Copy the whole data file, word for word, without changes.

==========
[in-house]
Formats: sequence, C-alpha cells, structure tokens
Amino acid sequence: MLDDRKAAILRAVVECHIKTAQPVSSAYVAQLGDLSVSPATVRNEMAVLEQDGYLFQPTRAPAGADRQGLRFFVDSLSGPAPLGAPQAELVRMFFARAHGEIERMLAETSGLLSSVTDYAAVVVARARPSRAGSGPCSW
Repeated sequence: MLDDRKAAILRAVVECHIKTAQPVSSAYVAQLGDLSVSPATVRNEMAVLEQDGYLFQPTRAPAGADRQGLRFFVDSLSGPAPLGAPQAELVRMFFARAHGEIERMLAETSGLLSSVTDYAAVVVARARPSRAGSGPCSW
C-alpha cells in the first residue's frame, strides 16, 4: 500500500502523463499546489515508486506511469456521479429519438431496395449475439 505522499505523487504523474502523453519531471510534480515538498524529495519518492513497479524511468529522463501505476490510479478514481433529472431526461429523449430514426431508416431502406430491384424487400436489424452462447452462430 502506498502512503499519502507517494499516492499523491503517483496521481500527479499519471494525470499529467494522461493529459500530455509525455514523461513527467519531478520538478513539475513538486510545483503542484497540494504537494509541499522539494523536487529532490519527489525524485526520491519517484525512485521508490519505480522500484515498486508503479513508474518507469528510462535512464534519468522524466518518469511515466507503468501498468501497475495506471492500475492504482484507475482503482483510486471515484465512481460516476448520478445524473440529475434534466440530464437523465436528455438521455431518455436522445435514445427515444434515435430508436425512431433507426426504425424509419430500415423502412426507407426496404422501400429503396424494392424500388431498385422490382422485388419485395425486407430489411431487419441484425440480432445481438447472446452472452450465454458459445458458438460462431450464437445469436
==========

[in-house]
Formats: sequence, C-alpha cells, structure tokens
Amino acid sequence: MLDDRKAAILRAVVECHIKTAQPVSSAYVAQLGDLSVSPATVRNEMAVLEQDGYLFQPTRAPAGADRQGLRFFVDSLSGPAPLGAPQAELVRMFFARAHGEIERMLAETSGLLSSVTDYAAVVVARARPSRAGSGPCSW
Repeated sequence: MLDDRKAAILRAVVECHIKTAQPVSSAYVAQLGDLSVSPATVRNEMAVLEQDGYLFQPTRAPAGADRQGLRFFVDSLSGPAPLGAPQAELVRMFFARAHGEIERMLAETSGLLSSVTDYAAVVVARARPSRAGSGPCSW
C-alpha cells in the first residue's frame, strides 16, 4: 500500500502523463499546489515508486506511469456521479429519438431496395449475439 505522499505523487504523474502523453519531471510534480515538498524529495519518492513497479524511468529522463501505476490510479478514481433529472431526461429523449430514426431508416431502406430491384424487400436489424452462447452462430 502506498502512503499519502507517494499516492499523491503517483496521481500527479499519471494525470499529467494522461493529459500530455509525455514523461513527467519531478520538478513539475513538486510545483503542484497540494504537494509541499522539494523536487529532490519527489525524485526520491519517484525512485521508490519505480522500484515498486508503479513508474518507469528510462535512464534519468522524466518518469511515466507503468501498468501497475495506471492500475492504482484507475482503482483510486471515484465512481460516476448520478445524473440529475434534466440530464437523465436528455438521455431518455436522445435514445427515444434515435430508436425512431433507426426504425424509419430500415423502412426507407426496404422501400429503396424494392424500388431498385422490382422485388419485395425486407430489411431487419441484425440480432445481438447472446452472452450465454458459445458458438460462431450464437445469436